I turned twenty seven yesterday.
Twenty seven, completely irrationally, is my scary age. I don’t know why. It doesn’t make sense. Twenty seven is, objectively, a great age: I’ve got my act (mostly) together professionally; I feel confident in my skin; I’m healthier than I’ve been in years; I have a good relationship with my family; I am dating a wonderful man I love.
Objectively, this is no time for a crisis.
And yet...I don’t know. I can vividly remember Fourth Grader Me playing with her cabbage patch dolls, tucking them into their small wooden bunk beds, and thinking, “At Twenty Seven, I’ll have it all figured out. I’ll be settled and there will be no questions left in my life.”
RIDICULOUS! I know this! And yet I still have trouble coming to terms with the question marks in my life. It’s not a crisis so much, per se, as it is an attempt to refocus on the fact that it’s okay that I’m just finishing grad school now, at twenty seven. That I’m just now entering my chosen career, at twenty seven. That I’m solidly in the first big wave of friends getting married---which, as my therapist likes to say, “kicks up some stuff” for unmarried people. That I have no property to my name and mountains of student loans to pay at twenty seven.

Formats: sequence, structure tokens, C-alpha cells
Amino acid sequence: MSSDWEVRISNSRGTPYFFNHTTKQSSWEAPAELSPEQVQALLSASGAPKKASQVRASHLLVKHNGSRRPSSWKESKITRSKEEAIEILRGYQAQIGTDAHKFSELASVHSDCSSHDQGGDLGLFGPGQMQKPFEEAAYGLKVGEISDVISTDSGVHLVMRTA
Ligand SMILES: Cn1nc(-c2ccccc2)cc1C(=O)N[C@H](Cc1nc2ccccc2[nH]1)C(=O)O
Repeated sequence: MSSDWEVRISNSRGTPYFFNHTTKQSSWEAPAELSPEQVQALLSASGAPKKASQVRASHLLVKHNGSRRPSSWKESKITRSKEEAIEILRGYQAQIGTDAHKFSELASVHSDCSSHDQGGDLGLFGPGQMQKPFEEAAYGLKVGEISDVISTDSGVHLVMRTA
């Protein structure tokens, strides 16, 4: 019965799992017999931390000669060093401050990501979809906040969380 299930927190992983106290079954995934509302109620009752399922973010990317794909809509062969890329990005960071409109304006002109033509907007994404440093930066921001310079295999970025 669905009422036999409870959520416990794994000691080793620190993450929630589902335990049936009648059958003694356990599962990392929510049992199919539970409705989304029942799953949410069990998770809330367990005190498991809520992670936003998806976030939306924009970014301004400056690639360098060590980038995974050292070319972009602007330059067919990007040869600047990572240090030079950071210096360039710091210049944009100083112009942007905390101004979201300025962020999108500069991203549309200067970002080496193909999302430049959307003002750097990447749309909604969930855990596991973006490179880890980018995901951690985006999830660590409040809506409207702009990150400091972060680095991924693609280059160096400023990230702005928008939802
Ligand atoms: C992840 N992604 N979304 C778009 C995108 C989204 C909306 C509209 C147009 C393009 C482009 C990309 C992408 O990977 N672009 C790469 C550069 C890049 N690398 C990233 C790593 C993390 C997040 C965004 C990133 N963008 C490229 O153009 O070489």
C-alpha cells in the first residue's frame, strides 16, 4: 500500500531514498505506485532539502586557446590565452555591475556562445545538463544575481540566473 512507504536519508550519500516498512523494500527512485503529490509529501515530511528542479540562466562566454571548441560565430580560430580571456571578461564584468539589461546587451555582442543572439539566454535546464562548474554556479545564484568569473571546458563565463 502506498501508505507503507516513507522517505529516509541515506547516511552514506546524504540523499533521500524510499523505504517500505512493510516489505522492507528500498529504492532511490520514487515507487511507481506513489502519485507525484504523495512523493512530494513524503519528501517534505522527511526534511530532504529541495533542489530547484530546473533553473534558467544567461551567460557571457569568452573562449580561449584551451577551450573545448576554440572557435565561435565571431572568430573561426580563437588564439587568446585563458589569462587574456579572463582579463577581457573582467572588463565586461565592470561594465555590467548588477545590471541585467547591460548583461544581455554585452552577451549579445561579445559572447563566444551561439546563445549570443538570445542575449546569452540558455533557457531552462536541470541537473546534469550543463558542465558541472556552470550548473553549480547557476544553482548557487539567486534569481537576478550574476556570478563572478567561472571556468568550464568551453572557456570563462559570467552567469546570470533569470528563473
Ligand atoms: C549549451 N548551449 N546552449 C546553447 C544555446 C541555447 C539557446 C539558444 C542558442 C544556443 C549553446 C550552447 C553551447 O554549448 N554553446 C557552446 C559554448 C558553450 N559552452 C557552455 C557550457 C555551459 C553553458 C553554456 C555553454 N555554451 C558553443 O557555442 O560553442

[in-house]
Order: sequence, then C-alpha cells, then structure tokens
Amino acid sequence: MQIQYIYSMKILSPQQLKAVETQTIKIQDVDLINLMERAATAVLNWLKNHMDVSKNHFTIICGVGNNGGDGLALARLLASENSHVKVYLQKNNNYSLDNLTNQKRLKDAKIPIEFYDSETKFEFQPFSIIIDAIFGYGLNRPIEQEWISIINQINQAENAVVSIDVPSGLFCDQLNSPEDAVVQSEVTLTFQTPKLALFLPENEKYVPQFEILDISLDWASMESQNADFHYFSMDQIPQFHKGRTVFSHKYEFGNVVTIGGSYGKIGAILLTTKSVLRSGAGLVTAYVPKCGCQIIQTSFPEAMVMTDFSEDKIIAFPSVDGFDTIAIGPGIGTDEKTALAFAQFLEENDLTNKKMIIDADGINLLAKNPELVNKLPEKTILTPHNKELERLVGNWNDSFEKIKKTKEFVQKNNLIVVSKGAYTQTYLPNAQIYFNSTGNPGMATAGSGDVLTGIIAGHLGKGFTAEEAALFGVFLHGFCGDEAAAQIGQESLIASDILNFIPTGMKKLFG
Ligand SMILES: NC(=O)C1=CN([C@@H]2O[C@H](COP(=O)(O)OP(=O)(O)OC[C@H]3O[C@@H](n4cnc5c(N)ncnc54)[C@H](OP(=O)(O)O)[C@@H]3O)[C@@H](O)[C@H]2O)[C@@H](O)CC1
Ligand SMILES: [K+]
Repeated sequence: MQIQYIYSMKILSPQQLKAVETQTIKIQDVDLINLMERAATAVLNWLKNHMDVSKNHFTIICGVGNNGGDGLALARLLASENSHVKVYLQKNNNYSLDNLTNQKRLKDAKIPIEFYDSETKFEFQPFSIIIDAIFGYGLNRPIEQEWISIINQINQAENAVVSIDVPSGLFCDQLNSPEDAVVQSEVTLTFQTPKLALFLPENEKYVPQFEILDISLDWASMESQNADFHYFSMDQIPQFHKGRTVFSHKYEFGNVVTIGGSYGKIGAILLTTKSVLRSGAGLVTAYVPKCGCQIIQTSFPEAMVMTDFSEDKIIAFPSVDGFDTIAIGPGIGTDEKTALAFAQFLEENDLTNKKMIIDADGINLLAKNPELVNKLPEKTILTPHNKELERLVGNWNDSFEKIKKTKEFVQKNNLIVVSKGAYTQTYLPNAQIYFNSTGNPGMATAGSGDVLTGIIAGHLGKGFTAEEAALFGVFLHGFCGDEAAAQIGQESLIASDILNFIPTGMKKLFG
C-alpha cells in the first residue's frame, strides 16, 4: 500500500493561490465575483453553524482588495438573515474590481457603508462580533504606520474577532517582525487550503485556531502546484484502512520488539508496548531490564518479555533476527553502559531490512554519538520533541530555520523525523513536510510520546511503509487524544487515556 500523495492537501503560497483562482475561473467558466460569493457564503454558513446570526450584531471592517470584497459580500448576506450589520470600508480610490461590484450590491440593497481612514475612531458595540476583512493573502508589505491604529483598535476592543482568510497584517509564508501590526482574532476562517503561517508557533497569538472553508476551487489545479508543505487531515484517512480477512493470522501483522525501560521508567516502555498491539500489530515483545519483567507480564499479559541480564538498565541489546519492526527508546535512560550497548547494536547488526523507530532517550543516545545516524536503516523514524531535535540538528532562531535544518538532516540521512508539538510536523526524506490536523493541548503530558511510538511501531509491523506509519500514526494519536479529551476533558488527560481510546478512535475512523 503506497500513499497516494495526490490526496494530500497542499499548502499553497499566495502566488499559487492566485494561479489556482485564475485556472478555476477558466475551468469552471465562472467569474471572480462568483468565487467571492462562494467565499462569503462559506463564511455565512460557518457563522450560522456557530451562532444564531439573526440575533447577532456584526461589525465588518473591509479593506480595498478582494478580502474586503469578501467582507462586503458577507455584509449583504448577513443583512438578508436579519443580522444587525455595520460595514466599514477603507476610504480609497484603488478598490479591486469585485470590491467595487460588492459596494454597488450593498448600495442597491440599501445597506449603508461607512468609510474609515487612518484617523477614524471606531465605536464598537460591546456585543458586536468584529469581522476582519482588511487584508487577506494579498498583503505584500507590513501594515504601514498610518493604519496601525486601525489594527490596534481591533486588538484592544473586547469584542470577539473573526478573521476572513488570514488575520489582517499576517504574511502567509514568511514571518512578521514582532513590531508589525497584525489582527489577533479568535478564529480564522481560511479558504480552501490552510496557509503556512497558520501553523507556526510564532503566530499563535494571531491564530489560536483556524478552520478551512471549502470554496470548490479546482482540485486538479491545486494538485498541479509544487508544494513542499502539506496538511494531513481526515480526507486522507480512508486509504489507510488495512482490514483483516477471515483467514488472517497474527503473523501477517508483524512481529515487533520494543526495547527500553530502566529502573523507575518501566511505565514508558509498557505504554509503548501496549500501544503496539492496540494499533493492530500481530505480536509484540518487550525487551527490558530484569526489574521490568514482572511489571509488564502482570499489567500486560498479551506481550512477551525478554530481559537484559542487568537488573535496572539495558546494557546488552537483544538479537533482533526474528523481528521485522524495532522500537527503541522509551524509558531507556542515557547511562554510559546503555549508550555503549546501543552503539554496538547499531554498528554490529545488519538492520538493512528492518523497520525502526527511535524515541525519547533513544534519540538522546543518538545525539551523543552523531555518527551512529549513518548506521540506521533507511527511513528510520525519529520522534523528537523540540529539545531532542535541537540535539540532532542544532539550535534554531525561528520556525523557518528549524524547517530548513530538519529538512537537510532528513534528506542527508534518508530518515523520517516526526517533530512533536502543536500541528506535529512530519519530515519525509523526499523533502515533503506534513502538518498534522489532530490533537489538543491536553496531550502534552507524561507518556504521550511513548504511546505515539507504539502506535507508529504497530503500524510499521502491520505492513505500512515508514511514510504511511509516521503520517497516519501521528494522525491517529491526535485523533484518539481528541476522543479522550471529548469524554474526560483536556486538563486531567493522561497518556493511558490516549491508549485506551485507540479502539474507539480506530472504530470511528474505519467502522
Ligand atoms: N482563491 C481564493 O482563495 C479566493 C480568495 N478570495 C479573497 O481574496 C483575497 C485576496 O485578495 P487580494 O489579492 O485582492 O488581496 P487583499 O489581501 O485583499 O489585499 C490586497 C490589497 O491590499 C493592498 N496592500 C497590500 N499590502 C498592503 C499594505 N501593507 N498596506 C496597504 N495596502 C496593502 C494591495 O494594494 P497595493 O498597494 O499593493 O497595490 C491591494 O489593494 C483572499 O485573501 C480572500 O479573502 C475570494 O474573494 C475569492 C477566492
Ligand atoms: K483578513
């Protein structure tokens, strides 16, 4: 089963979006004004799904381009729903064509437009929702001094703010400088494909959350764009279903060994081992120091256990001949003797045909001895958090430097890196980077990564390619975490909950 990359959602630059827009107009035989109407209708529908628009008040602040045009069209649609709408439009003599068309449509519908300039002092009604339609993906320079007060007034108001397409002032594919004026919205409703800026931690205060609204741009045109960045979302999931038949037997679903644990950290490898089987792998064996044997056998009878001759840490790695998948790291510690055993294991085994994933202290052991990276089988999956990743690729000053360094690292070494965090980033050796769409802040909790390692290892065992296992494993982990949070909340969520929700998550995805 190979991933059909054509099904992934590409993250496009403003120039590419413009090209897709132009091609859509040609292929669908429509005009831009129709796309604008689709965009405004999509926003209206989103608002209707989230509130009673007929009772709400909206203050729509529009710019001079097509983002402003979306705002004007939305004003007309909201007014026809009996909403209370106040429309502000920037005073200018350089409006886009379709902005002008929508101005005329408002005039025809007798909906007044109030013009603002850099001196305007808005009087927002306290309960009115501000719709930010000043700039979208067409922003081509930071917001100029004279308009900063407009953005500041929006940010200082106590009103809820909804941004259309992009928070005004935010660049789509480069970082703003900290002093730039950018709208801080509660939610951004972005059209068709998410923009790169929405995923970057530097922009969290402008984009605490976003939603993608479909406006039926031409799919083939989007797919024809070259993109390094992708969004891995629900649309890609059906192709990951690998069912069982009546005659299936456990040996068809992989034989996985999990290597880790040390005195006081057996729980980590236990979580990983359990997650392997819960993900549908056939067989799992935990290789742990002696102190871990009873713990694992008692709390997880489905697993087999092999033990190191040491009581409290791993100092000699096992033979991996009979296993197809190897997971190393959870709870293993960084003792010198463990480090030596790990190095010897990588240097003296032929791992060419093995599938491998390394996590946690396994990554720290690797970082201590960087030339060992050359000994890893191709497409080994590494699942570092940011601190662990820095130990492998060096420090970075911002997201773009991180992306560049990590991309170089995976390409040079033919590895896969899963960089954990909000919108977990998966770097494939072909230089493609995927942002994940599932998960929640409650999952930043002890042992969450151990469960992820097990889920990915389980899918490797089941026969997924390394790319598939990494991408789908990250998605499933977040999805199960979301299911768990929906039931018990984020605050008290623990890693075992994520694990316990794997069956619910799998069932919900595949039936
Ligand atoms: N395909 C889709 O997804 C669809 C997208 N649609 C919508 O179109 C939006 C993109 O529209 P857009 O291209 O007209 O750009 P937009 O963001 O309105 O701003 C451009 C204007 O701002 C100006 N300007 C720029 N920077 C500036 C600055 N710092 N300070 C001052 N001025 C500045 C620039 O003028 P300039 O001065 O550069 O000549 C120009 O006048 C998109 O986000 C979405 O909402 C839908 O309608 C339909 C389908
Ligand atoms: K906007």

This half-marathon that I’ve been bemoaning lately---the race I’m running this very morning---was chosen in part because the race occurred during my birthday weekend. I have suspected for many years that twenty seven would be a rough birthday for me, so what better way to ease myself into the year than by taking a mini-vacation?
Perhaps most excitingly, this half-marathon is in Disney World. My mother lives in South Florida, and she agreed to join me for the weekend. Frankly, I can’t think of a better way to dip my toe into my scary age than spending the weekend revisiting my childhood with my mommy at Disney.
I feel energetic and happy at the thought of traipsing around the parks with her, this time as an adult (although only a slightly less whiny adult than I was at age ten). While renewing a glimmering sense of nostalgia, I can also accept and enjoy the place I’m in now.
It’s different---I’m older---but it’s fantastic in its own way.